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Deescalating my son's violent behaviour

hettie74hettie74 Posts: 1Member Listener
edited January 21 in Parents and carers
I am absolutely at my wits end with my son’s violent behaviour. CAMHS have said he doesn’t meet criteria for ADHD or Autismhowever they have considered a second opinion.  It is mostly at bedtime he is just exceptionally violent throwing things punching, kicking biting head butting etc and he blames us for it. We are only trying to get him ready for bed. He is also not great at shops and can become violent very quickly while out shopping. I would like some advice on how to deescalate his violent behaviour. I’m absolutely terrified of him. He is 7 but as strong as an ox. Thank you in advance.

Replies

  • Ami2301Ami2301 Posts: 4,344Member, Community champion Brian Blessed
    Hi @hettie74 welcome to the community! 

    Sorry to hear this. I cannot advise as I have no experience however some members of our community have and I am sure they will be more than happy to get in contact with you to offer support and advice.

    Let us know if we can help you further :)
    You're a fighter. Look at everything you've overcome. Don't give up now!
  • Sam_ScopeSam_Scope Posts: 7,290Administrator Scope community team
    Hi @hettie74
    That sounds really tough, this information is from the Family Lives Website, you can read more here.

    Managing aggression in your children

    It is important to try and set some time aside to find out if they are struggling with this, it might not be easy for them to open up straight away and you may have to keep approaching them gently until they can open up.  You might want to leave a book for them to write their feelings in if they do find it hard to talk.  If they are not much of a writer, maybe give them a memory stick and they can store their thoughts digitally. Let them know that you love them very much and are there for them but need them to meet you halfway.  You can ask them questions that will help them to explore their anger, like how it makes them feel when they hit that point, how it makes them feel after, etc.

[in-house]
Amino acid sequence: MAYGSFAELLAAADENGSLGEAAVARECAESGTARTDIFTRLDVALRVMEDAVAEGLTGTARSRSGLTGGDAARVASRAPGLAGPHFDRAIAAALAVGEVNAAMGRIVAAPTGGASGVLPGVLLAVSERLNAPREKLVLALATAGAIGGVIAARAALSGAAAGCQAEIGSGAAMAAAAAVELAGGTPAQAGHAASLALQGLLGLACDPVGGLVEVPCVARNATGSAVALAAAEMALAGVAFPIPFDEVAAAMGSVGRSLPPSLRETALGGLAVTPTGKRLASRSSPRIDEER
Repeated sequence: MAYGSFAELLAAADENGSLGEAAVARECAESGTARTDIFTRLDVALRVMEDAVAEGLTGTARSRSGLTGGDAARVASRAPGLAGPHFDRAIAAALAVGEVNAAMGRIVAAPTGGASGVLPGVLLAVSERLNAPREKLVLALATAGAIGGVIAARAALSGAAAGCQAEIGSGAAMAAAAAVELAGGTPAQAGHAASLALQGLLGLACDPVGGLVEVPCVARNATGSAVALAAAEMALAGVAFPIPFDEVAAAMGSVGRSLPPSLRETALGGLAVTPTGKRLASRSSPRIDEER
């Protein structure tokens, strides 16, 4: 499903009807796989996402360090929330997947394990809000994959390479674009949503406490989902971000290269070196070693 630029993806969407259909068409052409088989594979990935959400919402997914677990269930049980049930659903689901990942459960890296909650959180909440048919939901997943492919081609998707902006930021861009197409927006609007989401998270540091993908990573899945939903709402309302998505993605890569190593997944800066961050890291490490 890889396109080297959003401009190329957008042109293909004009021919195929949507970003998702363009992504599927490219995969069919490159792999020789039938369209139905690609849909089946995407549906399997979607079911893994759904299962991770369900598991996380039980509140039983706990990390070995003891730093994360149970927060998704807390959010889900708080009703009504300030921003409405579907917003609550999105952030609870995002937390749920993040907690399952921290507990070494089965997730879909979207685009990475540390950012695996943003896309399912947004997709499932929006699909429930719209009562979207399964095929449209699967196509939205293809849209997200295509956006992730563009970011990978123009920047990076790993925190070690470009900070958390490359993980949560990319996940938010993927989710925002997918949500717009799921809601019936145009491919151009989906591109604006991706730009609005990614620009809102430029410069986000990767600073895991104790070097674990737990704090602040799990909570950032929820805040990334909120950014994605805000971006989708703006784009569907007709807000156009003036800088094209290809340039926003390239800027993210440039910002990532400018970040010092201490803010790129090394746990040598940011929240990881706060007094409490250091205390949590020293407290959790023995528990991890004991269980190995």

Feeling angry and upset at times is natural and acceptable and most people do at some point or another, so let your child know this.  Try to acknowledge their feelings, but set limits: "I know you feel angry, but I don’t want to see any hitting; biting; shouting or swearing."

    Keep a diary so you can write down the incidents as there may be a pattern and note down the triggers.  Are there particular events that set your child off? If you start to see when, you can sometimes work out why.

    If children see problems solved with raised voices or fists, they learn to follow suit. If you want to stop a child being violent, you may first have to address what is happening around them, it may be difficult to explore this but if there is conflict in your family life or perhaps communication is often through shouting, they may have learned this behaviour.

    Learn how to defuse an angry situation. Lower your voice instead of shouting and look them in the eye.  Talk with and listen to your child when they’re calm. Look at why they might be feeling bad before looking at what they may do to control their behaviour.

    You can’t wave a magic wand and vanish away a child’s unhappy feelings. What you can do is help them learn how to manage what they do about them. So encourage them to say, "I feel angry/left out/put down", instead of hitting out.

    It isn’t easy loving or showing affection for a child who is being hurtful. But they need to be shown that they are acceptable. Separate who they are from what they do by saying, "I love you and always will, but I don’t love what you’re doing."

    Be positive and praise them when they do well. Blaming, shaming, or punishing children can make them feel worse about themselves and so even more aggressive.

    Further support

    Coping with a potentially violent child is very challenging and no parent should expect to have to do this alone.  You can get support from us directly from one of our family support workers through the Family Lives Helpline on 0808 800 2222.  You can also speak to your GP, Health Visitor, School Nurse or even your child’s teacher.

    Scope
    Senior online community officer
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